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Adult daughters of parental divorce : constructing current relationships with nonresidential fathers Miller, Adena B. K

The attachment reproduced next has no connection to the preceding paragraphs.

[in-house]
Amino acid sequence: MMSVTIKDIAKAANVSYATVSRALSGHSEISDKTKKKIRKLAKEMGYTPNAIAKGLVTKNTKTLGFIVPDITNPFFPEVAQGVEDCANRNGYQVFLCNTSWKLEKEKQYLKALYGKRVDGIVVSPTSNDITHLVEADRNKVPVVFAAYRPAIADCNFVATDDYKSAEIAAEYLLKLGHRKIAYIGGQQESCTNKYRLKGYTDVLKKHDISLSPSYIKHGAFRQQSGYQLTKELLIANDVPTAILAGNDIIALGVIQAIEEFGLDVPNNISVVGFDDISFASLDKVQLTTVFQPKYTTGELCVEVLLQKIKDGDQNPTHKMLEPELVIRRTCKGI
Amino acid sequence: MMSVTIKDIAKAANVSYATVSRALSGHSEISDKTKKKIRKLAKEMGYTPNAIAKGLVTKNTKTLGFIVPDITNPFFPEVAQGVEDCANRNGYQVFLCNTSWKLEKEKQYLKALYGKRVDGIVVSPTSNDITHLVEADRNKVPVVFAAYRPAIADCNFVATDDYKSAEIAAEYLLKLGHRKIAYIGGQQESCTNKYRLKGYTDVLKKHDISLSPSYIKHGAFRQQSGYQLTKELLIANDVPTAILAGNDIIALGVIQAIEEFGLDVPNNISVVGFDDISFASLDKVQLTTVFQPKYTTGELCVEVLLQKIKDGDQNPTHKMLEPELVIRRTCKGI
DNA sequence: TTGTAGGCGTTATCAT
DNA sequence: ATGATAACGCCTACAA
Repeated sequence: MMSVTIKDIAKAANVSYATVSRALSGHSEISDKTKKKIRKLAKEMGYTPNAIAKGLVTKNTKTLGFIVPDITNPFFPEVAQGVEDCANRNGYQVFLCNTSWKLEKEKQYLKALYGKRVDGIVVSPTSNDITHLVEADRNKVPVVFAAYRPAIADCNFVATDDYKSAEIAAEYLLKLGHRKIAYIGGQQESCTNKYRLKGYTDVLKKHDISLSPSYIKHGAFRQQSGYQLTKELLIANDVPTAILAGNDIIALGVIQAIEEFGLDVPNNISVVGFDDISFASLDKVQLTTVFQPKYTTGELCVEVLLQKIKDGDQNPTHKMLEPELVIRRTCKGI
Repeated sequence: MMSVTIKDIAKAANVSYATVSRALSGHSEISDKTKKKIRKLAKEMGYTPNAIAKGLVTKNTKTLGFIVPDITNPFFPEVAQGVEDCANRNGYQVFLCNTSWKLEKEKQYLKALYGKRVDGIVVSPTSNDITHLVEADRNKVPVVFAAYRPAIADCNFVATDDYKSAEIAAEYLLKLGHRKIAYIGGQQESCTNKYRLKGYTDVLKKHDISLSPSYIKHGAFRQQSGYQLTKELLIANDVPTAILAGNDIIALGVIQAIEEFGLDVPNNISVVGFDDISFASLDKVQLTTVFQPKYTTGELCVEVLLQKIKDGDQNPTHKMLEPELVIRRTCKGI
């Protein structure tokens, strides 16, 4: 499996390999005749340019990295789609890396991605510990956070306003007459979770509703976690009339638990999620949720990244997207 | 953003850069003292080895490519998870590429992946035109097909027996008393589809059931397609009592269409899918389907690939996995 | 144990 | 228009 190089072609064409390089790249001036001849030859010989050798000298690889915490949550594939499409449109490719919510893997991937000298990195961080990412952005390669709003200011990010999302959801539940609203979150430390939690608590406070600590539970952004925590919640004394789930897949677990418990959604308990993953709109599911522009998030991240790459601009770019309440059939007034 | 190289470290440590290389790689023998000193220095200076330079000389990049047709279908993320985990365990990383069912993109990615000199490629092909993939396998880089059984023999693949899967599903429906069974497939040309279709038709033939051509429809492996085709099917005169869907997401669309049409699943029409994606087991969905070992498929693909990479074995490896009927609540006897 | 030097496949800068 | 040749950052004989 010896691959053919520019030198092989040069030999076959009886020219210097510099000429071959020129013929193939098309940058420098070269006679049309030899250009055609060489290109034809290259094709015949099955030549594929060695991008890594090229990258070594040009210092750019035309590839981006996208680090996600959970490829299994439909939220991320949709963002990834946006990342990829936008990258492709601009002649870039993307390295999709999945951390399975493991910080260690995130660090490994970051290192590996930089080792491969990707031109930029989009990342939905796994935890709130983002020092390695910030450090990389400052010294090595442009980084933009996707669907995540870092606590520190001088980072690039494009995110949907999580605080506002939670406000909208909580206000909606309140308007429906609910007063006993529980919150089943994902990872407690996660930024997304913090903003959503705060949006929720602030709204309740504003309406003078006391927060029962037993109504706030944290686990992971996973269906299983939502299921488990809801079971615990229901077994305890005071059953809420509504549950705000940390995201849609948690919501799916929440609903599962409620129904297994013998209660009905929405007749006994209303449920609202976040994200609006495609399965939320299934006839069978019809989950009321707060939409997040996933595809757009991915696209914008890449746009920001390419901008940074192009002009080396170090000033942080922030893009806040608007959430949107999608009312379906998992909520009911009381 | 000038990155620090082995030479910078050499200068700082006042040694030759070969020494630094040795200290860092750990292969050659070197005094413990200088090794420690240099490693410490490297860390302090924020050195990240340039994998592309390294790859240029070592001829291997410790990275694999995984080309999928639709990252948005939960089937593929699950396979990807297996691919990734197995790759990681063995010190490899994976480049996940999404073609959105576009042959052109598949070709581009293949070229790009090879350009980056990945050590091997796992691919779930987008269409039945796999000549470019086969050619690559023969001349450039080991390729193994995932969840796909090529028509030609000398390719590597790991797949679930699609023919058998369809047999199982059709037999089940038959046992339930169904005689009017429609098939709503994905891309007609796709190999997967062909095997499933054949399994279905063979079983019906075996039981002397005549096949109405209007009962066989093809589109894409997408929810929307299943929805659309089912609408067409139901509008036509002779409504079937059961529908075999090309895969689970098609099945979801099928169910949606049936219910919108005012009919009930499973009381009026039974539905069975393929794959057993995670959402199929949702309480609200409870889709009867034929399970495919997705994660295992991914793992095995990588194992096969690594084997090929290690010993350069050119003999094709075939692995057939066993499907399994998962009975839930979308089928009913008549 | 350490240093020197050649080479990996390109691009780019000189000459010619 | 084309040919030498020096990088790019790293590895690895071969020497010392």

In Canada, divorce is an important individual and societal issue. With 38% of all marriages projected to end in divorce before their 30th wedding anniversary (The Vanier Institute of the Family, 2004) and half of all divorces involving dependent children (Statistics Canada, 2005) it is not surprising that the short and long term repercussions of experiencing parental divorce is of concern to researchers, practitioners, and families alike. Previous research has suggested that experiencing divorce can have a wide array of consequences on close relationships (Amato, 2003), one of which is parent - child relationships. Divorce has the potential to impact parent - child relationships throughout the life course for both children and their parents (Booth & Amato, 1994; Cooney & Uhlenberg, 1990; Lye, Klepinger, Hyde, & Nelson, 1995; Zill, Morrison, & Coiro, 1993). Consequentially, the importance of understanding parent - child relationships within the biographical context of parental divorce, and their entire relational history, is becoming increasingly apparent. The present study examines whether a model of parent - child interactions within the context of the entire relationship outlined by Lollis and Kuczynski (1997) is useful in examining and understanding the current adult daughter - nonresidential father relationship. In order to accomplish this, interviews were conducted with 9 women who experienced parental divorce in childhood and who were between the ages of 19-24 at the time of interview. Analysis borrowed from a biographical (Rosenthal, 2004) and grounded theory approach (Glaser & Strauss, 1967; Strauss & Corbin, 1994). Results indicate the presence of themes of relationship construction, in particular relational damage, repair and maintenance within the daughters' accounts. Therein, the research provides empirical support for the usefulness of Lollis and Kuczynski's (1997) model.

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